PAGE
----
Mechanistic and empirical modeling of manufacturing processes including metal cutting theory, casting analysis, forging analysis, sheet metal forming, plastics molding, welding and mechanical joining assembly analysis. Also, hands-on exposure to manufacturing processes, CAD/CAM software (MasterCam), 5 axis machining (ShopBot), Wire EDM machining, statistical process control (SPC), and geometric dimensioning and tolerancing (GD&T) metrology principles using CMM. Prerequisite: ME 270.

ME 360   Signal Processing   credit: 3.5 Hours.

Basic electromechanical techniques used in modern instrumentation and control systems. Use of transducers and actuators. Signal conditioning, grounding, and shielding. Analog and digital signal processing and feedback control methods with emphasis on frequency domain techniques. Frequency response of continuous and discrete systems. Credit is not given for both ME 360 and ABE 425. Prerequisite: ME 340.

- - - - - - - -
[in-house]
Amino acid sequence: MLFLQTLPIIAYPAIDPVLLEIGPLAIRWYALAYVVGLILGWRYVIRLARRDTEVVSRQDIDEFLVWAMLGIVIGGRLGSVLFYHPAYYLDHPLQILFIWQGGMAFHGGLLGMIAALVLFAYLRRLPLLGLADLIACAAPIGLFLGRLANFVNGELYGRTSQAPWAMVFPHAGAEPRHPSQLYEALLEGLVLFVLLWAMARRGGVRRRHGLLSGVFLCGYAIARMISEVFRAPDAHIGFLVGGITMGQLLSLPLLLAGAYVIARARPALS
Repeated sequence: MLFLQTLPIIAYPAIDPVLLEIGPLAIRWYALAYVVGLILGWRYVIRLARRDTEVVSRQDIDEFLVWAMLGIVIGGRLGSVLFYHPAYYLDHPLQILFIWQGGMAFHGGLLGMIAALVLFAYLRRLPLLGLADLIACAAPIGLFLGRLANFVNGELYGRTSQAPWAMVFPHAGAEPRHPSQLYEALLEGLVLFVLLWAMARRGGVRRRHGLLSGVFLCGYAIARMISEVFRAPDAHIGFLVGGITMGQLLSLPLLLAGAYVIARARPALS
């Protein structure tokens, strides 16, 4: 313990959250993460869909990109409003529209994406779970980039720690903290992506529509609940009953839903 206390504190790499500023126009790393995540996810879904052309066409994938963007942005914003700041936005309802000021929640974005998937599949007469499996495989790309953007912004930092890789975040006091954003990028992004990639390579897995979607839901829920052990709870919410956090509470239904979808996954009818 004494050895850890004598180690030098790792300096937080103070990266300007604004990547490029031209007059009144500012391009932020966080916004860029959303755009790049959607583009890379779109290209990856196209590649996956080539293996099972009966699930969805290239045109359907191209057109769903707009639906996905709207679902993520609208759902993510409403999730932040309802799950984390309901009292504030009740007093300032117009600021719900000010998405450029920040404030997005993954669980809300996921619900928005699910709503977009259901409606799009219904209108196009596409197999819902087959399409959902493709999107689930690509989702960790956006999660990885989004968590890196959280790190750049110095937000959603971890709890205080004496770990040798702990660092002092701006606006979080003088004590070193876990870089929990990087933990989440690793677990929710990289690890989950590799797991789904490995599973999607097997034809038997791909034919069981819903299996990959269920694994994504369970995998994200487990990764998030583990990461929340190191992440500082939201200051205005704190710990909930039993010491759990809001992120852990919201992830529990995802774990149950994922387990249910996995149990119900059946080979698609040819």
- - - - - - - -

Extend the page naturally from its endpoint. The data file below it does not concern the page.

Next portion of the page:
ME 370   Mechanical Design I   credit: 3 Hours.

Kinematics and dynamics of machinery, including analytical kinematics, force analysis, cam design and balancing. Application of elementary mechanics of solids to analyze and size machine components for stress and deflection. Finite-element analysis with emphasis on beam and plate models. Prerequisite: ME 170, TAM 212, and TAM 251.

ME 371   Mechanical Design II   credit: 3 Hours.

Design and analysis of machinery for load-bearing and power transmission. Consideration of material failure modes, including yielding, fracture, fatigue, and creep. Design and selection of machine elements: bolts, springs, rolling-element bearings, fluid-film lubrication, and power transmissions, including gears and friction drives. Prerequisite: ME 330 and ME 370.

ME 390   Seminar   credit: 0 Hours.